The Way to Pay: Cash, Credit Card, or your Cell? Meet Tim Lee, the brain behind the big wave of mobile payment
Tim Lee’s typical day in Beijing is like this: Hail a taxi with a taxi app to go to work. With a few taps on his cell phone, get four lattes delivered from a coffee shop downstairs to the meeting room where he is having a meeting. Scan the QR code on the bill and get 20% off his ramen lunch. Meet a new colleague back in the office and ask his secretary to, again using a cell phone, have her business cards made. Back at home, with a TV remote in his right hand, buy a plane ticket to Hong Kong the next day with his left thumb.
But make no mistake: Tim Lee is no ordinary member of Generation Y, who rely on their smartphones to satisfy all their daily needs. In fact, he has been the brain and driving force behind the sea change in Chinese consumer behaviour in recent years.
Born and bred in Hong Kong, he graduated with an information engineering degree in 2006. In 2011, he went it alone and founded Qfpay in Beijing, eventually getting millions of small retailers all over China to embrace mobile payment as the new way to go.
For each business transaction, a trader uses the Qfpay mobile app to generate a QR code for the payable amount. Then the payment code on the customer’s cell phone is scanned, and bingo! Payment and receipt are completed. ‘Even as digital wallets are churned out by the tech giants, it takes two hands to clap. The payment system has to be in place at the shops too.’ So this is how Qfpay works, as explained by Lee with utmost confidence.
He said while people in both Hong Kong and the mainland are inseparable from their cell phones, they do differ when it comes to digital transactions. ‘Everyone uses their phones to watch videos, play games, listen to music, and chat. But Hong Kong comes short when it comes to digital transactions. The Gen Y in the major mainland cities are so used to paying with their cell phones that they have no use for credit cards. To be honest, as far as tech applications are concerned, Hong Kong lags behind even third-tier cities across the border.’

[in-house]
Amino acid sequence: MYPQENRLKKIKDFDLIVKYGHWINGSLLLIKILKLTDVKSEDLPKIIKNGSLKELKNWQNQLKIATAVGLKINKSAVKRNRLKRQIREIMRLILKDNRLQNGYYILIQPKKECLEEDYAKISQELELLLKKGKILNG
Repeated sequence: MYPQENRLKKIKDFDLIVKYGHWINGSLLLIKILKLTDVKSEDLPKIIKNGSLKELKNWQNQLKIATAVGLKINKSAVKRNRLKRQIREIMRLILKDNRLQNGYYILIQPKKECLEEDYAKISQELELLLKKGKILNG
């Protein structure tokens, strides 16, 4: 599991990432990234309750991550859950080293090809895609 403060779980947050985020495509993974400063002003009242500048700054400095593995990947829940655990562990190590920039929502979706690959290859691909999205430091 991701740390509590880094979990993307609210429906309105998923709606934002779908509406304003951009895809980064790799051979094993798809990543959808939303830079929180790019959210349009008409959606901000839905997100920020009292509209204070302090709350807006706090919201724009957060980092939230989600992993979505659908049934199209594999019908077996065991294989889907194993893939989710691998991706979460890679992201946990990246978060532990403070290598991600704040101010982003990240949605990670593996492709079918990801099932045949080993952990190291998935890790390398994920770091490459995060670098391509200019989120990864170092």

‘As for dining guides, in Hong Kong we have OpenRice. On the mainland, they have dianping.com. The difference is, mainland customers can use the dianping app to pay for their meals. In this day and age, there is no profit to be made if an app cannot be used for business transactions. Apps for viewing only belong in the Web 1.0 graveyard.’
Actually in recent years there has been no shortage of Hong Kong telecommunications companies trying to make a foray into the mobile payment arena. Unfortunately they have not had much success so far. Launched by 3 Hong Kong several years ago, the digital wallet using Near Field Communication (NFC) technology was soon suspended. Tim made no bones about how he saw it: NFC payment is doomed to fail wherever it is launched.
‘To encourage users to link their bank cards with their cell phones, WeChat payment splashed money to lure prospective users by launching digital hongbao (red packets) among its chat groups during the Chinese New Year. By opening a WeChat payment account, customers got the chance to win a hongbao. So instead of happening overnight, mobile payment was launched below the line at the shops only after the initiation stage online. In the case of NFC, regardless of market region, trying to go below the line right from the start just won’t work.’
When asked about his marketing plans for Hong Kong, Tim said the focus would be on small businesses. ‘The jewellery and cosmetics chains have already adopted mobile payment. The cha chan tangs nearby may have been left out of the picture, and they are in no position to cut a deal with Tencent or Alibaba. But they do outnumber the jewellery stores by a long shot. So I’ll be launching Qfpay among the small businesses. On the mainland this strategy is called “encircling the cities from the countryside”,’ he laughed heartily on that note.
However, to popularize mobile payment in Hong Kong, Tim still thinks offering huge discounts the old-fashioned way is the way to go. ‘If selling a $10 pineapple bun for $5 still won’t cut it, a random $10 or up to $300 reduction for every purchase over $10 should do it, right?’
In his opinion, it is only a matter of time before cash is made obsolete. ‘In Wangjing subdistrict, where I work in Beijing, in merely one year, mobile payments already make up over 70% of overall sales in the area. Yes, things may vary greatly across the country. But it’s foreseeable that digital money will definitely take the place of cash within 10 years!’